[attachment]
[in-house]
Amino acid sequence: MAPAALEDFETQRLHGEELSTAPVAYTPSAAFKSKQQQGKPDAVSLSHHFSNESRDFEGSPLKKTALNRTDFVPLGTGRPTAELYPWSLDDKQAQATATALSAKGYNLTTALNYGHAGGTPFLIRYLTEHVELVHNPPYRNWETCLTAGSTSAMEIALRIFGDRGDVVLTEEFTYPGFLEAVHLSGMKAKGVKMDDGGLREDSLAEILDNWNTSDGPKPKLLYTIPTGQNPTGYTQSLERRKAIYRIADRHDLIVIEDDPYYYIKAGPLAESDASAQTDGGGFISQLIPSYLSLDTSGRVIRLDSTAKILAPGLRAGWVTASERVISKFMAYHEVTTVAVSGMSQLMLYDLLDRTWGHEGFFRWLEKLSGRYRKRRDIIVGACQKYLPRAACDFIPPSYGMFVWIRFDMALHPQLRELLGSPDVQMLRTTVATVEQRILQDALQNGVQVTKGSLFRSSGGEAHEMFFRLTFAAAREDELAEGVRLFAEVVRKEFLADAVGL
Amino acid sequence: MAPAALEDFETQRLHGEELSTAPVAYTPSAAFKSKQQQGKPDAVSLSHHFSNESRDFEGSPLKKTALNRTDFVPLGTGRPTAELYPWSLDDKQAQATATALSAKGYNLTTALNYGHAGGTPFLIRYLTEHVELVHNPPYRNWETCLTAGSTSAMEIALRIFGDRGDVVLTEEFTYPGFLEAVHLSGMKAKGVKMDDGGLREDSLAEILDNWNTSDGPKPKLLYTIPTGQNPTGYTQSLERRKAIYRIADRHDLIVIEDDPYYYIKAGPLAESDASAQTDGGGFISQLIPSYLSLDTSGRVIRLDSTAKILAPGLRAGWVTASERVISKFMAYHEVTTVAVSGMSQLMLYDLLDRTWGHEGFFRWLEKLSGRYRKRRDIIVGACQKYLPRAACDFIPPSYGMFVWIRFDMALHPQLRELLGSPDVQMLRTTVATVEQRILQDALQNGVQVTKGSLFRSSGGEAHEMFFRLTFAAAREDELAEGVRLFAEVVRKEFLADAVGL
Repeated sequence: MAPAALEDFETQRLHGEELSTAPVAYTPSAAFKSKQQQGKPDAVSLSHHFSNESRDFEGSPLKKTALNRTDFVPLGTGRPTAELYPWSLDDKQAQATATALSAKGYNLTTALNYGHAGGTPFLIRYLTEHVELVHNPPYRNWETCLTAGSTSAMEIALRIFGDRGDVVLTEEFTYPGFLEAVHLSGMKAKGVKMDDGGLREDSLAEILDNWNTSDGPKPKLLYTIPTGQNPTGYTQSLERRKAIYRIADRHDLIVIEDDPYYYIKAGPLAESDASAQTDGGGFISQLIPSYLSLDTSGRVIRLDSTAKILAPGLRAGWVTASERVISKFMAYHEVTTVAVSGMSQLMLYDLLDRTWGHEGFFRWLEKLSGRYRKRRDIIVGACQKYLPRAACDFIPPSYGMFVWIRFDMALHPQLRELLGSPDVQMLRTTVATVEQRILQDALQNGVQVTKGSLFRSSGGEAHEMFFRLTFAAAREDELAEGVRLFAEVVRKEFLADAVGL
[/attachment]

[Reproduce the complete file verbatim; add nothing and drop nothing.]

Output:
[in-house]
Amino acid sequence: MAPAALEDFETQRLHGEELSTAPVAYTPSAAFKSKQQQGKPDAVSLSHHFSNESRDFEGSPLKKTALNRTDFVPLGTGRPTAELYPWSLDDKQAQATATALSAKGYNLTTALNYGHAGGTPFLIRYLTEHVELVHNPPYRNWETCLTAGSTSAMEIALRIFGDRGDVVLTEEFTYPGFLEAVHLSGMKAKGVKMDDGGLREDSLAEILDNWNTSDGPKPKLLYTIPTGQNPTGYTQSLERRKAIYRIADRHDLIVIEDDPYYYIKAGPLAESDASAQTDGGGFISQLIPSYLSLDTSGRVIRLDSTAKILAPGLRAGWVTASERVISKFMAYHEVTTVAVSGMSQLMLYDLLDRTWGHEGFFRWLEKLSGRYRKRRDIIVGACQKYLPRAACDFIPPSYGMFVWIRFDMALHPQLRELLGSPDVQMLRTTVATVEQRILQDALQNGVQVTKGSLFRSSGGEAHEMFFRLTFAAAREDELAEGVRLFAEVVRKEFLADAVGL
Amino acid sequence: MAPAALEDFETQRLHGEELSTAPVAYTPSAAFKSKQQQGKPDAVSLSHHFSNESRDFEGSPLKKTALNRTDFVPLGTGRPTAELYPWSLDDKQAQATATALSAKGYNLTTALNYGHAGGTPFLIRYLTEHVELVHNPPYRNWETCLTAGSTSAMEIALRIFGDRGDVVLTEEFTYPGFLEAVHLSGMKAKGVKMDDGGLREDSLAEILDNWNTSDGPKPKLLYTIPTGQNPTGYTQSLERRKAIYRIADRHDLIVIEDDPYYYIKAGPLAESDASAQTDGGGFISQLIPSYLSLDTSGRVIRLDSTAKILAPGLRAGWVTASERVISKFMAYHEVTTVAVSGMSQLMLYDLLDRTWGHEGFFRWLEKLSGRYRKRRDIIVGACQKYLPRAACDFIPPSYGMFVWIRFDMALHPQLRELLGSPDVQMLRTTVATVEQRILQDALQNGVQVTKGSLFRSSGGEAHEMFFRLTFAAAREDELAEGVRLFAEVVRKEFLADAVGL
Repeated sequence: MAPAALEDFETQRLHGEELSTAPVAYTPSAAFKSKQQQGKPDAVSLSHHFSNESRDFEGSPLKKTALNRTDFVPLGTGRPTAELYPWSLDDKQAQATATALSAKGYNLTTALNYGHAGGTPFLIRYLTEHVELVHNPPYRNWETCLTAGSTSAMEIALRIFGDRGDVVLTEEFTYPGFLEAVHLSGMKAKGVKMDDGGLREDSLAEILDNWNTSDGPKPKLLYTIPTGQNPTGYTQSLERRKAIYRIADRHDLIVIEDDPYYYIKAGPLAESDASAQTDGGGFISQLIPSYLSLDTSGRVIRLDSTAKILAPGLRAGWVTASERVISKFMAYHEVTTVAVSGMSQLMLYDLLDRTWGHEGFFRWLEKLSGRYRKRRDIIVGACQKYLPRAACDFIPPSYGMFVWIRFDMALHPQLRELLGSPDVQMLRTTVATVEQRILQDALQNGVQVTKGSLFRSSGGEAHEMFFRLTFAAAREDELAEGVRLFAEVVRKEFLADAVGL